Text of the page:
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How to Make Virtual Meetings Work: 10 Do's and Don'ts

Virtual meetings are now the norm for many businesses. But just because everyone has access to the technology doesn't mean it’s being used in the most effective way possible.

Tackling virtual meetings the wrong way is a recipe for disaster. You want to ensure everyone is on the same page (literally and figuratively) before you start your meeting, otherwise, you'll just waste time - both yours and others’.

While having the right meeting management software is critical for success, there are also some ground rules you should follow to ensure your virtual meetings are as smooth and productive as possible.

In this article, we'll give you ten tips on how to make virtual meetings work by considering what to do (and what not to do) before, during, and after your session.

These simple tips will help ensure that your virtual meetings are efficient, engaging, and productive.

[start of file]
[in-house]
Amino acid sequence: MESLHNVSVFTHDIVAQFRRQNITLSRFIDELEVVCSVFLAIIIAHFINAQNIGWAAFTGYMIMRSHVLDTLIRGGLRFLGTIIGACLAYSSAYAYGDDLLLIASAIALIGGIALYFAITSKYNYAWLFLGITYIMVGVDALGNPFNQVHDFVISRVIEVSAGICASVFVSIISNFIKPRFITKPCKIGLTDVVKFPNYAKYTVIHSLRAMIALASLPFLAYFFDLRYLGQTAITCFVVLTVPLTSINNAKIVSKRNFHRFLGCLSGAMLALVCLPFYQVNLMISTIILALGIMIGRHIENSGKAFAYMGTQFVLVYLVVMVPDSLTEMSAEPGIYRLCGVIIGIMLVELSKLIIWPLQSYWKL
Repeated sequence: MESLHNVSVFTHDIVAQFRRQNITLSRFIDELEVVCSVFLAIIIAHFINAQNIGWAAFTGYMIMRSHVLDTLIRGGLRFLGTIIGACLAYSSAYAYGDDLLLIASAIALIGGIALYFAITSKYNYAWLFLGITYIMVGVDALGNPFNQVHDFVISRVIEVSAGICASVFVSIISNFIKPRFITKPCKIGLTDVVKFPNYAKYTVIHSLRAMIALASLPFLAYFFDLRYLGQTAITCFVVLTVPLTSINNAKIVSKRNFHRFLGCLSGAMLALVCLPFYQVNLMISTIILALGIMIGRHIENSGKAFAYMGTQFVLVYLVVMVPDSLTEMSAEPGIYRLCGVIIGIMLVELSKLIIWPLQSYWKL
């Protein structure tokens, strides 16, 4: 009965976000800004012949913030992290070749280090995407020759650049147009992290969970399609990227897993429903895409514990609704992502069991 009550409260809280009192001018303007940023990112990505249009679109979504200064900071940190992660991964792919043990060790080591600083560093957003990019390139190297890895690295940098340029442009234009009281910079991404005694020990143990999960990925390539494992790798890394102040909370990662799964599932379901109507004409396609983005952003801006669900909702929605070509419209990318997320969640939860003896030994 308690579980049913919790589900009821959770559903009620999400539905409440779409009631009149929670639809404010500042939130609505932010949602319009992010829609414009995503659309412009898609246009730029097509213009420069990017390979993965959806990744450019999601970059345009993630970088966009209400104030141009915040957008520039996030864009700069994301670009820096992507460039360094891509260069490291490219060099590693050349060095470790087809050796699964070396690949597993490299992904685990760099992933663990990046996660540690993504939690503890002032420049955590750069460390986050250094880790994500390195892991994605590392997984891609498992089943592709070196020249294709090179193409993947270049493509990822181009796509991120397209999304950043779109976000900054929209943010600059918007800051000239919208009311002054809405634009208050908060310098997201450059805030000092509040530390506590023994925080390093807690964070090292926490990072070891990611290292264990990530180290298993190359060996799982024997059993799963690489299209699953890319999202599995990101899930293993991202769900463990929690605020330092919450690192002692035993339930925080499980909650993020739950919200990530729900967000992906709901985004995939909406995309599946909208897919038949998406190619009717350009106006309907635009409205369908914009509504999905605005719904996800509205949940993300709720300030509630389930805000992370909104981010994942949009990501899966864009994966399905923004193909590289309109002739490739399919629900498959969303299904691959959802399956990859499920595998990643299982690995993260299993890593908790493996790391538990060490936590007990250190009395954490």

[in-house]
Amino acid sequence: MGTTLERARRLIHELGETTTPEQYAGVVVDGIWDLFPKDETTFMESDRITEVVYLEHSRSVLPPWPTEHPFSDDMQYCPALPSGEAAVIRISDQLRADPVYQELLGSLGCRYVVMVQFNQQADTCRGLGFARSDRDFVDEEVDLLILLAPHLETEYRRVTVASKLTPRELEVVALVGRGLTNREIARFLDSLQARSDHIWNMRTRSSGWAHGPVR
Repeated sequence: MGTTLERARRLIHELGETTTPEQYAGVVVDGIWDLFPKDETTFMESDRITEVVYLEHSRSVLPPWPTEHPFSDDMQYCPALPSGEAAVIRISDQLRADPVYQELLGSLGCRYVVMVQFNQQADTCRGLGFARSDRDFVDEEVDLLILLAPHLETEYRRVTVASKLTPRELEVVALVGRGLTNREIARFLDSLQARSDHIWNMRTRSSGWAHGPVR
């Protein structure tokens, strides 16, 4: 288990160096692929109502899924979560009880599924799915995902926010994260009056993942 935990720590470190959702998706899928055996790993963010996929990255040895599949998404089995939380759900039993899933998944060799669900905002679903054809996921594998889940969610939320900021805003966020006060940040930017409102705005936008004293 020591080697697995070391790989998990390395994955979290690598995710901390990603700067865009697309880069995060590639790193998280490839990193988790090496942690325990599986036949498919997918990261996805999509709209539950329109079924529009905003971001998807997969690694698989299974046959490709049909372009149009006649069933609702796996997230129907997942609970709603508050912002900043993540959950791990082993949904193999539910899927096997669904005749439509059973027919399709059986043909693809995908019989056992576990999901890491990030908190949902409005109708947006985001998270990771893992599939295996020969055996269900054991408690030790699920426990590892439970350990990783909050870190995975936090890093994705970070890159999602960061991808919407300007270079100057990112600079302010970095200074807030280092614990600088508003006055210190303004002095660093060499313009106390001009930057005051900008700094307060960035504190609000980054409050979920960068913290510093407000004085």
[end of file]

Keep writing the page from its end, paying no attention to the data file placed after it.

Let's get right into it.

10 Dos To Consider

Let's start with the dos. These tips will help ensure that your virtual meetings are successful.

1. Keep It Short And Sweet

Running an effective remote meeting is all about being concise. You want to ensure you're getting your point across without dragging on and wasting everyone's time.

The best way to do this is to create a meeting agenda before the meeting starts. This will help keep you (and everyone else) focused on the task at hand.

Image Credit: https://www.zippia.com/

With the average meeting being between 16 and 30 minutes, if you are going off tangents, cut yourself off and move on to the next item on the agenda. It's a good idea to save topics for another meeting if they're not relevant to what you're discussing right now.

2. Get Everyone On The Same Page

Before starting your virtual meeting, ensure everyone is using the same technology. This includes video conferencing software, chat software, and any other tools you're using to communicate.

If you're in a small group, you might want to have a quick chat before the meeting starts to ensure everyone is ready.

If you're in a larger team, you should send out a meeting agenda (more on this in the next point) with instructions on how to join the meeting ahead of time, along with anything else participants need to know. This will help avoid difficulties (technical and otherwise) when everyone tries to join the call.

3. Set A Clear Agenda